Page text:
Doesn't torturing their people just give them all the more incentive not to be taken alive (that is to be suicide bombers)? It would seem to me that anyone sent to be a suicide bomber is less likely to have second thoughts about it if they think capture means torture than if they think it means humane treatment.

No doubt conservatives will argue that you can't appease suicide bombers with incentives to have second thoughts. Perhaps that's true. But likewise it seems just as unlikely that you can deter them with the threat of pain.

And can we also agree that the only hope of deterance or even of intelligence gathering -- if such a hope exists -- comes from torturing actual terrorists not innocent civilians?

Would we all agree, in fact, that torturing innocent civilians is pointless and immoral regardless of how restrained the techniques, and is in fact likely to inspire more people to join the fight against us?

We would all agree, wouldn't we, that even just throwing an innocent civilian in jail for months at a time is not justifiable, even in war, correct?

And can we also agree that a system whereby the government can pick up anyone with no evidence and no review by a court is far more likley to end up detaining and torturing innocent civilians than a system that requires the government to show substantial evidence of guilt as a condition of holding them?

Isn't the failure to require some form of due process as a condition of holding people the very reason that the majority of those detained and tortured at Abu Ghraib were completely innocent of terrorist involvement?

And can we agree that if a torturer demands that someone produce a list of names, the tortured is likely to give him a list with a lot of innocent people on it?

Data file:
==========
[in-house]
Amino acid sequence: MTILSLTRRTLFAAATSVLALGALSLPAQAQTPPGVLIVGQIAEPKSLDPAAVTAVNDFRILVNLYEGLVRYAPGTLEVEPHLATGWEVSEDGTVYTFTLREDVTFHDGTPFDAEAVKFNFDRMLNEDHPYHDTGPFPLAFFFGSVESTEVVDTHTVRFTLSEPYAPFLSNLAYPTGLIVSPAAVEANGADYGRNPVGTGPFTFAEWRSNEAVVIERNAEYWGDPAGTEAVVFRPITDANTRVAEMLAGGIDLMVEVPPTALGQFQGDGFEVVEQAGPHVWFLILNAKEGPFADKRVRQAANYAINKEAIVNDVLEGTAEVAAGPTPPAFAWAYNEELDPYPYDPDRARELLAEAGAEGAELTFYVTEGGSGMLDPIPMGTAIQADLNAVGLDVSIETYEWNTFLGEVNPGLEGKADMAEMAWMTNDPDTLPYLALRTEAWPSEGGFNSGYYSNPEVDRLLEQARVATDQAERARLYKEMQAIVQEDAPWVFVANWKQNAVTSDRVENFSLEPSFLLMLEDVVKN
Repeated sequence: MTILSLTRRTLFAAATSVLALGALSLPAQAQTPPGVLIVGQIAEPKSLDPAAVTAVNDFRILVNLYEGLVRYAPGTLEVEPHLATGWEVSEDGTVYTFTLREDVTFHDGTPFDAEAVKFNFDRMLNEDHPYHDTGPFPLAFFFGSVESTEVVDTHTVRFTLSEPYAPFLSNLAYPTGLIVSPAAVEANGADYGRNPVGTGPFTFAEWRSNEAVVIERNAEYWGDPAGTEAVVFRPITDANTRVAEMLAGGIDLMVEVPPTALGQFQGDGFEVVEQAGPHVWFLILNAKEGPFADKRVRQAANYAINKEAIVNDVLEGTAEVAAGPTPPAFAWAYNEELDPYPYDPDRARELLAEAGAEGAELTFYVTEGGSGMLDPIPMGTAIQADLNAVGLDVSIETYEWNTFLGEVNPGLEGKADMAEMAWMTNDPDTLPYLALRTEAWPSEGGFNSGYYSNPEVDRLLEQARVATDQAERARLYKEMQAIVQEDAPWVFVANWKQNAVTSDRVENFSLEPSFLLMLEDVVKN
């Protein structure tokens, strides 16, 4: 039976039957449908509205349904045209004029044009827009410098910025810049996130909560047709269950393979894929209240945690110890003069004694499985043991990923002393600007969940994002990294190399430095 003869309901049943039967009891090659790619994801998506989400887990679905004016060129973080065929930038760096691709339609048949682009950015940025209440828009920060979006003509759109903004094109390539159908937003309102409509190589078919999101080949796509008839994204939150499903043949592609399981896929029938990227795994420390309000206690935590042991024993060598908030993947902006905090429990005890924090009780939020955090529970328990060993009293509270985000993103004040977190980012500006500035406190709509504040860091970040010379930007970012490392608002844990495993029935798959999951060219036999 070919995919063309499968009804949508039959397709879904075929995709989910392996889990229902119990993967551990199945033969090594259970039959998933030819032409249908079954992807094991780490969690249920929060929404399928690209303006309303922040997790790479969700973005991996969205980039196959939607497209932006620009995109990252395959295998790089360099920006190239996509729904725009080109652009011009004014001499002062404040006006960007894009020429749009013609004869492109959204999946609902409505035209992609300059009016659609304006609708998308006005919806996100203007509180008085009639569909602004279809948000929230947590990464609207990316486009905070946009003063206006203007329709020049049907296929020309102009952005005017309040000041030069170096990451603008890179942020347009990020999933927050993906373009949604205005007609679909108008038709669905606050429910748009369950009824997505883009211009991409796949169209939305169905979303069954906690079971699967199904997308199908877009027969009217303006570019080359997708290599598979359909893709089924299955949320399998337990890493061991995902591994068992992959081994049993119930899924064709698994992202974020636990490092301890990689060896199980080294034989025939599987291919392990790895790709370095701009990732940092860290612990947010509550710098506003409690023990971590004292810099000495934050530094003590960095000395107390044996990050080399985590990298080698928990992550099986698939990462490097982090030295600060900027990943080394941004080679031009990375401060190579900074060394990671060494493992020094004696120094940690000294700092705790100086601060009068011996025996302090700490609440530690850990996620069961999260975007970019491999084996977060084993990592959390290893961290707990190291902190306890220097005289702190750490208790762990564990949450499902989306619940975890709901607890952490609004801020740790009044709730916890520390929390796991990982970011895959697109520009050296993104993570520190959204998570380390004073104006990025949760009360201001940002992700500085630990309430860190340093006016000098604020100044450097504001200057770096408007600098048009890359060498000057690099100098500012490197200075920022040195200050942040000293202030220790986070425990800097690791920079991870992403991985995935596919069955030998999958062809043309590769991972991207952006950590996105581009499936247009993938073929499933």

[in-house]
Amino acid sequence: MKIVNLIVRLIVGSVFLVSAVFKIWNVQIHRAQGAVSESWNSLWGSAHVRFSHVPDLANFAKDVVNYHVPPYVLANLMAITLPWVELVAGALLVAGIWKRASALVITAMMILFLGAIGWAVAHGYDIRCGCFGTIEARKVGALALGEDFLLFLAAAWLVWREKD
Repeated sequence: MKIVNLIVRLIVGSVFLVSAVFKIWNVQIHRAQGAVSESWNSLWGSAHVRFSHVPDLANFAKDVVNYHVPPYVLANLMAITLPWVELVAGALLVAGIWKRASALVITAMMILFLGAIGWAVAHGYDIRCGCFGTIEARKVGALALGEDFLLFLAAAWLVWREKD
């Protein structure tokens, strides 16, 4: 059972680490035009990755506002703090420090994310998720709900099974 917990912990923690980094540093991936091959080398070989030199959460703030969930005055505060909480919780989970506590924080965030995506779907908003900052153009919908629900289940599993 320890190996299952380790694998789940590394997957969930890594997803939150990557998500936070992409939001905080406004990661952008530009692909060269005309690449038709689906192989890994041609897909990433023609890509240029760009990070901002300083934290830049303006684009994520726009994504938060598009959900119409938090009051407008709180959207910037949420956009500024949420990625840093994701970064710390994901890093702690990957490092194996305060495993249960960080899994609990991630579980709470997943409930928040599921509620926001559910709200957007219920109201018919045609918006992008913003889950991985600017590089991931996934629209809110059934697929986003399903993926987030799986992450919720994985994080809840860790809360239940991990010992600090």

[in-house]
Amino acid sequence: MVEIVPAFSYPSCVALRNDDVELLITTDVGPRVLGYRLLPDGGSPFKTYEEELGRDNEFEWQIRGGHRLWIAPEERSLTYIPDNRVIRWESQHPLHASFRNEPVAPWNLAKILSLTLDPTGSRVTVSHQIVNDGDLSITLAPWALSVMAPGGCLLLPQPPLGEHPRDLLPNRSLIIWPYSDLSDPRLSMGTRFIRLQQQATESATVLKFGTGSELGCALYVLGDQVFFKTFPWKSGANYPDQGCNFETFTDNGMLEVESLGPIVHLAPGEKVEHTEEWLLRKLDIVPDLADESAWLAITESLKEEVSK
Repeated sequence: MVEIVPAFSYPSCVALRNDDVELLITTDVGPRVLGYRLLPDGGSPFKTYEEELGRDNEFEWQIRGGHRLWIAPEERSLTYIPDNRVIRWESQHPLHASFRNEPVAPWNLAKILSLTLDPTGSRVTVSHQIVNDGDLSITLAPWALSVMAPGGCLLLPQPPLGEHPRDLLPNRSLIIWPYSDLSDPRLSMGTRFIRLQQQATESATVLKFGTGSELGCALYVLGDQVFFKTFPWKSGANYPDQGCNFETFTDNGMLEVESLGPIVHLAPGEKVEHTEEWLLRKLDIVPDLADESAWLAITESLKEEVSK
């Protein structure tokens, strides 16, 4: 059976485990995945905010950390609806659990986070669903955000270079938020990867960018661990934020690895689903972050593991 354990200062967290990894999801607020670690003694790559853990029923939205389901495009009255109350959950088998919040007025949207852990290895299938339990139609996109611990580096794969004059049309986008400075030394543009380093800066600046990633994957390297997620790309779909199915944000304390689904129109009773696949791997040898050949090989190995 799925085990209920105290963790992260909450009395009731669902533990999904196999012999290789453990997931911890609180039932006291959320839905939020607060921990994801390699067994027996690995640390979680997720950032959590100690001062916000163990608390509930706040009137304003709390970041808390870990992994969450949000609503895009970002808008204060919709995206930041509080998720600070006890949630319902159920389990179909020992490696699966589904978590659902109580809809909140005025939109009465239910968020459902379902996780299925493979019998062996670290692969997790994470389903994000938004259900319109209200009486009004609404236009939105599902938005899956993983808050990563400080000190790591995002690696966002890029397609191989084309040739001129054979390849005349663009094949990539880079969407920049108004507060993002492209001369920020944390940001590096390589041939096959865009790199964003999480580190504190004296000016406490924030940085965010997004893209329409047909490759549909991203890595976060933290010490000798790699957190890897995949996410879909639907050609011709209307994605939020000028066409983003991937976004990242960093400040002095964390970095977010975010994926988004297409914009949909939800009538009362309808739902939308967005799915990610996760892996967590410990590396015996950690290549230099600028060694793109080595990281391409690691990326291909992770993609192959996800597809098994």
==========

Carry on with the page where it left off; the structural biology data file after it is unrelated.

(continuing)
Isn't that in fact the very reason that dozens of innocent people ended up at Guantanamo?

There may be arguments for some of these techniques in some particular circumstances. The problem I have with the conservative argument is that it doesn't seem to seek any definition of what these circumstances might be. Rather the very narrow circumstances where it might be justified -- such as the ticking bomb scenario -- are trotted out to justify the ability to use such practices in all circumstances.

Nor is this form of argument limited to the question of torture. Rather it takes place on all questions of governmetn power in war time.

Over and over again, conservatives seem to argue that because it has been necessary in the past for Presidents to confront threats to the country with morally reprehensible or unconstitutional tactics, it should therefore always be allowable to use such tactics to confront threats. There even seems to be the suggestion that this is the preferred approach regardless of the level or nature of the threat.